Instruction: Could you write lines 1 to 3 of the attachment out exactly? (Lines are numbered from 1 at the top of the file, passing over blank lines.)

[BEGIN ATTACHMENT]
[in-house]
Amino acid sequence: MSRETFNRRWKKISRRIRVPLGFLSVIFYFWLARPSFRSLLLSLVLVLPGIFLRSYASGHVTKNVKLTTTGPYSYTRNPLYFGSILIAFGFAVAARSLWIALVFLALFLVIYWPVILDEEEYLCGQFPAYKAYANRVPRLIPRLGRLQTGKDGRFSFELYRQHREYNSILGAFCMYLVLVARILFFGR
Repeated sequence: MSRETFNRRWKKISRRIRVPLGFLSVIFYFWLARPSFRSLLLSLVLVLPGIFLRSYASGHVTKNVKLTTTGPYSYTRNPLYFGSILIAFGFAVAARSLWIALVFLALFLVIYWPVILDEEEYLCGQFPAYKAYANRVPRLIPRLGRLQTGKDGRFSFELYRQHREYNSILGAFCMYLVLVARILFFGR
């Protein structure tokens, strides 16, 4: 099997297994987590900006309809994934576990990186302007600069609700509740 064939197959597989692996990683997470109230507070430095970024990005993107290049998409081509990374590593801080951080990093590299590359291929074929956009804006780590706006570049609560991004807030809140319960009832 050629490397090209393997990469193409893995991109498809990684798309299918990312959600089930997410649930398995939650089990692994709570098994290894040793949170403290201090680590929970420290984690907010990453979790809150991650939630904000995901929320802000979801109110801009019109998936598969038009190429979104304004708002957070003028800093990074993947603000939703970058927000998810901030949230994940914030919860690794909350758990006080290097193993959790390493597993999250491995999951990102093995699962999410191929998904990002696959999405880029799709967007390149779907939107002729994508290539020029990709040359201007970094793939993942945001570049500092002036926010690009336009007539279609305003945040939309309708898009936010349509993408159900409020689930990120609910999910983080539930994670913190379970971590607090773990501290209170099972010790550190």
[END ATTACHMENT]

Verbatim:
[in-house]
Amino acid sequence: MSRETFNRRWKKISRRIRVPLGFLSVIFYFWLARPSFRSLLLSLVLVLPGIFLRSYASGHVTKNVKLTTTGPYSYTRNPLYFGSILIAFGFAVAARSLWIALVFLALFLVIYWPVILDEEEYLCGQFPAYKAYANRVPRLIPRLGRLQTGKDGRFSFELYRQHREYNSILGAFCMYLVLVARILFFGR
Repeated sequence: MSRETFNRRWKKISRRIRVPLGFLSVIFYFWLARPSFRSLLLSLVLVLPGIFLRSYASGHVTKNVKLTTTGPYSYTRNPLYFGSILIAFGFAVAARSLWIALVFLALFLVIYWPVILDEEEYLCGQFPAYKAYANRVPRLIPRLGRLQTGKDGRFSFELYRQHREYNSILGAFCMYLVLVARILFFGR